Children are susceptible to a variety of injuries and often seek medical help from caregivers in emergency departments [1]. Pediatric injuries are an important public health issue that exert a worldwide burden. Injuries are the leading cause of mortality in children, also contributing to morbidity [2,3,4,5]. According to Taiwan's official Vital Statistics System, injuries are the number one cause of mortality in children older than one year of age [6]. Pediatric injuries are classified into three groups based on intent: intentional, unintentional, and undetermined injuries. Globally, unintentional injuries were responsible for 15.4% of 2.6 million deaths among children aged one to 14 years in 2013 [2]. In the United States, unintentional home injuries account for more than 30,000 deaths, 12 million nonfatal injuries, and an estimated $222 billion in medical costs each year [7]. The impact of pediatric injuries is huge and threat of pediatric injuries warrants our attention.
Prevention is central to decrease the incidence, morbidity, and mortality of pediatric injuries. Understanding the spectrum of pediatric injuries facilitates preventive actions. Motor vehicle injuries (MVIs) are the leading cause of injuries in most studies [1,8,9,10,11]. Governmental policies and preventive strategies can decrease MVIs. The morbidity, mortality, and costs associated with MVIs declined after implementation of motorcycle helmet laws, seat belt laws, and measures to disallow driving under the influence [12,13,14]. Recognizing the epidemiological characteristics of pediatric injuries assists in the development of effective, preventive measures [15]. The distribution of the type of injury may change relative to different settings, areas, or times [16]. This retrospective, nationwide, population-based study investigated the epidemiology of pediatric injuries presenting to an emergency department in Taiwan.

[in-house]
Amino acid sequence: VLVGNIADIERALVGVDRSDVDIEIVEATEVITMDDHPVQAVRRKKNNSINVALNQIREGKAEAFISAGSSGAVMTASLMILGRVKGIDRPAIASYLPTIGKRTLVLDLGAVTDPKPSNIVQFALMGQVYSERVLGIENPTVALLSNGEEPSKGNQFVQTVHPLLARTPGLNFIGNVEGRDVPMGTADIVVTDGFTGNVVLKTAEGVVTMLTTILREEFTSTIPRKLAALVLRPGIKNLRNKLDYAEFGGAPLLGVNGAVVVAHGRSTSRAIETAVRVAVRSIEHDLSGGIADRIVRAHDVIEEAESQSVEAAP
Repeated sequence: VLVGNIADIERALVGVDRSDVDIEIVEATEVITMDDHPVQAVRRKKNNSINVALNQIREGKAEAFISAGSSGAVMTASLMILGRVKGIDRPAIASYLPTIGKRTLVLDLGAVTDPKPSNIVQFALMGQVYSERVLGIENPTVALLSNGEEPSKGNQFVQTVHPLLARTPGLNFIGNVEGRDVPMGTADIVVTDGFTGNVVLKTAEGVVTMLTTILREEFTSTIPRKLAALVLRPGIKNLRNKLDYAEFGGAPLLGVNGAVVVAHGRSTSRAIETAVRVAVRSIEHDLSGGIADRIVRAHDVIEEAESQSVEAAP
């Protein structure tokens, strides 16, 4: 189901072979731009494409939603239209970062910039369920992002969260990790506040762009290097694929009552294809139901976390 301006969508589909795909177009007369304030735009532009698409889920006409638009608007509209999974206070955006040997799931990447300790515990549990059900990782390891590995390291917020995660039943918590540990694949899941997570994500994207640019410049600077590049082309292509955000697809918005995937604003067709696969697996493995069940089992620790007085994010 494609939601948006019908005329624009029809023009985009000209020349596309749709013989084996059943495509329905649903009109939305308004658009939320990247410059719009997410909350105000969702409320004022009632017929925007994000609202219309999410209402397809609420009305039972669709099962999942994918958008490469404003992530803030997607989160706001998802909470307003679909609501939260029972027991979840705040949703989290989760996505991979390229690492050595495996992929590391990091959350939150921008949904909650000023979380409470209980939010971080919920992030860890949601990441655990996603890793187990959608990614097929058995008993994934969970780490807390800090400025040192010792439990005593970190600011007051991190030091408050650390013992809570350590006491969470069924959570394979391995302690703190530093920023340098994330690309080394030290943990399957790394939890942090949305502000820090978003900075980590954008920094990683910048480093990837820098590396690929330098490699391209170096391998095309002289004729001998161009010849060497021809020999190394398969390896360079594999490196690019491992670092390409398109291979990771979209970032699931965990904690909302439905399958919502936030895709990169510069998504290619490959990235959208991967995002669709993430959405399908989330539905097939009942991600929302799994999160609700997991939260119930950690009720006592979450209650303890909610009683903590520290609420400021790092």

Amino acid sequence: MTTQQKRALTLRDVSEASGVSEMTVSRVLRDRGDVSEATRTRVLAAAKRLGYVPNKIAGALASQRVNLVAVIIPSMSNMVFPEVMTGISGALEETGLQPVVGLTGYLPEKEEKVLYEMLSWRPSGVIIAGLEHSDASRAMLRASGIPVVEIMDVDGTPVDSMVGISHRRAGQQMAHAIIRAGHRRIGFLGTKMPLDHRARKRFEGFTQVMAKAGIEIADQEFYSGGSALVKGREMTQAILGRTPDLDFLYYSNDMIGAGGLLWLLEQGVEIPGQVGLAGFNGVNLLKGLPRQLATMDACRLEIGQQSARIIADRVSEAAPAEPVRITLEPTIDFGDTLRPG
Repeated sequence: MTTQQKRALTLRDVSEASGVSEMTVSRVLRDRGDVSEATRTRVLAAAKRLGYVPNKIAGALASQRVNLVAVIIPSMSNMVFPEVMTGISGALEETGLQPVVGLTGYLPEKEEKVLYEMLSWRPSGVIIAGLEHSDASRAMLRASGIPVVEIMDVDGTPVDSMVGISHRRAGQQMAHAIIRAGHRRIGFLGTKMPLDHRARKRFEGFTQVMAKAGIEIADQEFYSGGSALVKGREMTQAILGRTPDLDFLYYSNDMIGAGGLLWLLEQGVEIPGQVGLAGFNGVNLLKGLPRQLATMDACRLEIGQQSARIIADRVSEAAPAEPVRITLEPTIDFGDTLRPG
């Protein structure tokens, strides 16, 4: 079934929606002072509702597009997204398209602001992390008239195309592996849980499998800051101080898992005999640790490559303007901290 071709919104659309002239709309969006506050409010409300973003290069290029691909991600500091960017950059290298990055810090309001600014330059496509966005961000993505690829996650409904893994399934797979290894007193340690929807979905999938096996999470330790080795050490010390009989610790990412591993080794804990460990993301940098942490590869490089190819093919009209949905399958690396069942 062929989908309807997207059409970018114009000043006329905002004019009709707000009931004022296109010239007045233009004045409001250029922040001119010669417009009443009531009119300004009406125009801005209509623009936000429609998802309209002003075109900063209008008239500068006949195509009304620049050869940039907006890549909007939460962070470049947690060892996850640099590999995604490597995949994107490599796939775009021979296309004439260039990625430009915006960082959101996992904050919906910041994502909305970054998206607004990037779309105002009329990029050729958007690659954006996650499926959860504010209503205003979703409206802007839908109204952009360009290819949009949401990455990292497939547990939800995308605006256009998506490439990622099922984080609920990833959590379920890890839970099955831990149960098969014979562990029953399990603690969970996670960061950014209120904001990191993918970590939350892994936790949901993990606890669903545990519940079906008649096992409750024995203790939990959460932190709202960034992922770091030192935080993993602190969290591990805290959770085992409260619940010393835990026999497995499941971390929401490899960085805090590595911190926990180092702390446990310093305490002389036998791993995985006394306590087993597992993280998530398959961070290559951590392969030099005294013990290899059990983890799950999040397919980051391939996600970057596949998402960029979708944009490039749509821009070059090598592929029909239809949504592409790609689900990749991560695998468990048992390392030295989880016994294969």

2. Materials and Methods

2.1. Database

This nationwide population-based study was conducted using the Taiwanese National Health Insurance Research Database (NHIRD). The National Health Insurance program is a unique public health and medical insurance system that covered 99.9% of 23 million Taiwanese residents, as of the end of 2013 [17]. The Longitudinal Health Insurance Database 2000 (LHID2000) is a sub-dataset of the NHIRD consisting of data from one million people who were randomly selected from the larger NHIRD in 2000. We analyzed LHID2000 for patient data, including demographic information, medical records, prescription records, and details of medical procedures. The NHIRD is categorized according to the International Classification of Diseases, ninth revision, Clinical Modification (ICD-9-CM) system [18].

2.2. Study Population